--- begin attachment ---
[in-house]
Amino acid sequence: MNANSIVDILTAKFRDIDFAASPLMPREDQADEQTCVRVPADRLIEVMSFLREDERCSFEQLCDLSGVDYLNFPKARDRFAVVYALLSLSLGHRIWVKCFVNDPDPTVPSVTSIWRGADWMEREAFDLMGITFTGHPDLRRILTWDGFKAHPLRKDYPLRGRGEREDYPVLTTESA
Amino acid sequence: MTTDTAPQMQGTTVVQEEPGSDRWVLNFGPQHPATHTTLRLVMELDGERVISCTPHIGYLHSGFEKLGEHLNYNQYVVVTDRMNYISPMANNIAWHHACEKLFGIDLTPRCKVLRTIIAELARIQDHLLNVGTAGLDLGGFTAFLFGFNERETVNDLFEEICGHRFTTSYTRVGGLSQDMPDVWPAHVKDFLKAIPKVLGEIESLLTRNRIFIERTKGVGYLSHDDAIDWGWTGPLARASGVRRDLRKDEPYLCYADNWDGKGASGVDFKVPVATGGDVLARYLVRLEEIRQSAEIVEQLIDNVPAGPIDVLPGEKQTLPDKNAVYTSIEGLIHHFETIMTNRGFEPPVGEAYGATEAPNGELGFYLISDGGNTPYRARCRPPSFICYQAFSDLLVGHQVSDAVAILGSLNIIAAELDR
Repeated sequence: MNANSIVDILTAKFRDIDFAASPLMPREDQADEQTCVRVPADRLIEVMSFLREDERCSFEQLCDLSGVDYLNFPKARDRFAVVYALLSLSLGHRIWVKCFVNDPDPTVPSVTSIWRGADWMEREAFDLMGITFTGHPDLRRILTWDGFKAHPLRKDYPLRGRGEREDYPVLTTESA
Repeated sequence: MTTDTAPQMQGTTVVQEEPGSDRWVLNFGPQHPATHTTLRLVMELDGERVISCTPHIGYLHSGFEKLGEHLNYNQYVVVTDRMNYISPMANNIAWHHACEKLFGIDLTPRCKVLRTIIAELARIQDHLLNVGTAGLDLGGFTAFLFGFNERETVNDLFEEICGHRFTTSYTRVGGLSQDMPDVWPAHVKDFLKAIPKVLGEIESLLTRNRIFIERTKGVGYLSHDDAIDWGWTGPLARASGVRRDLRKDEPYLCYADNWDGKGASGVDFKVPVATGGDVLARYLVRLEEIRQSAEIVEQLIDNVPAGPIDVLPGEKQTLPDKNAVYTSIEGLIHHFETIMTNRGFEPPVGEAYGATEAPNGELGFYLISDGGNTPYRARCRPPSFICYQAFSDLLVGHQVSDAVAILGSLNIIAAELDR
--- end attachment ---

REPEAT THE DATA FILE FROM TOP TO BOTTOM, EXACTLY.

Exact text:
[in-house]
Amino acid sequence: MNANSIVDILTAKFRDIDFAASPLMPREDQADEQTCVRVPADRLIEVMSFLREDERCSFEQLCDLSGVDYLNFPKARDRFAVVYALLSLSLGHRIWVKCFVNDPDPTVPSVTSIWRGADWMEREAFDLMGITFTGHPDLRRILTWDGFKAHPLRKDYPLRGRGEREDYPVLTTESA
Amino acid sequence: MTTDTAPQMQGTTVVQEEPGSDRWVLNFGPQHPATHTTLRLVMELDGERVISCTPHIGYLHSGFEKLGEHLNYNQYVVVTDRMNYISPMANNIAWHHACEKLFGIDLTPRCKVLRTIIAELARIQDHLLNVGTAGLDLGGFTAFLFGFNERETVNDLFEEICGHRFTTSYTRVGGLSQDMPDVWPAHVKDFLKAIPKVLGEIESLLTRNRIFIERTKGVGYLSHDDAIDWGWTGPLARASGVRRDLRKDEPYLCYADNWDGKGASGVDFKVPVATGGDVLARYLVRLEEIRQSAEIVEQLIDNVPAGPIDVLPGEKQTLPDKNAVYTSIEGLIHHFETIMTNRGFEPPVGEAYGATEAPNGELGFYLISDGGNTPYRARCRPPSFICYQAFSDLLVGHQVSDAVAILGSLNIIAAELDR
Repeated sequence: MNANSIVDILTAKFRDIDFAASPLMPREDQADEQTCVRVPADRLIEVMSFLREDERCSFEQLCDLSGVDYLNFPKARDRFAVVYALLSLSLGHRIWVKCFVNDPDPTVPSVTSIWRGADWMEREAFDLMGITFTGHPDLRRILTWDGFKAHPLRKDYPLRGRGEREDYPVLTTESA
Repeated sequence: MTTDTAPQMQGTTVVQEEPGSDRWVLNFGPQHPATHTTLRLVMELDGERVISCTPHIGYLHSGFEKLGEHLNYNQYVVVTDRMNYISPMANNIAWHHACEKLFGIDLTPRCKVLRTIIAELARIQDHLLNVGTAGLDLGGFTAFLFGFNERETVNDLFEEICGHRFTTSYTRVGGLSQDMPDVWPAHVKDFLKAIPKVLGEIESLLTRNRIFIERTKGVGYLSHDDAIDWGWTGPLARASGVRRDLRKDEPYLCYADNWDGKGASGVDFKVPVATGGDVLARYLVRLEEIRQSAEIVEQLIDNVPAGPIDVLPGEKQTLPDKNAVYTSIEGLIHHFETIMTNRGFEPPVGEAYGATEAPNGELGFYLISDGGNTPYRARCRPPSFICYQAFSDLLVGHQVSDAVAILGSLNIIAAELDR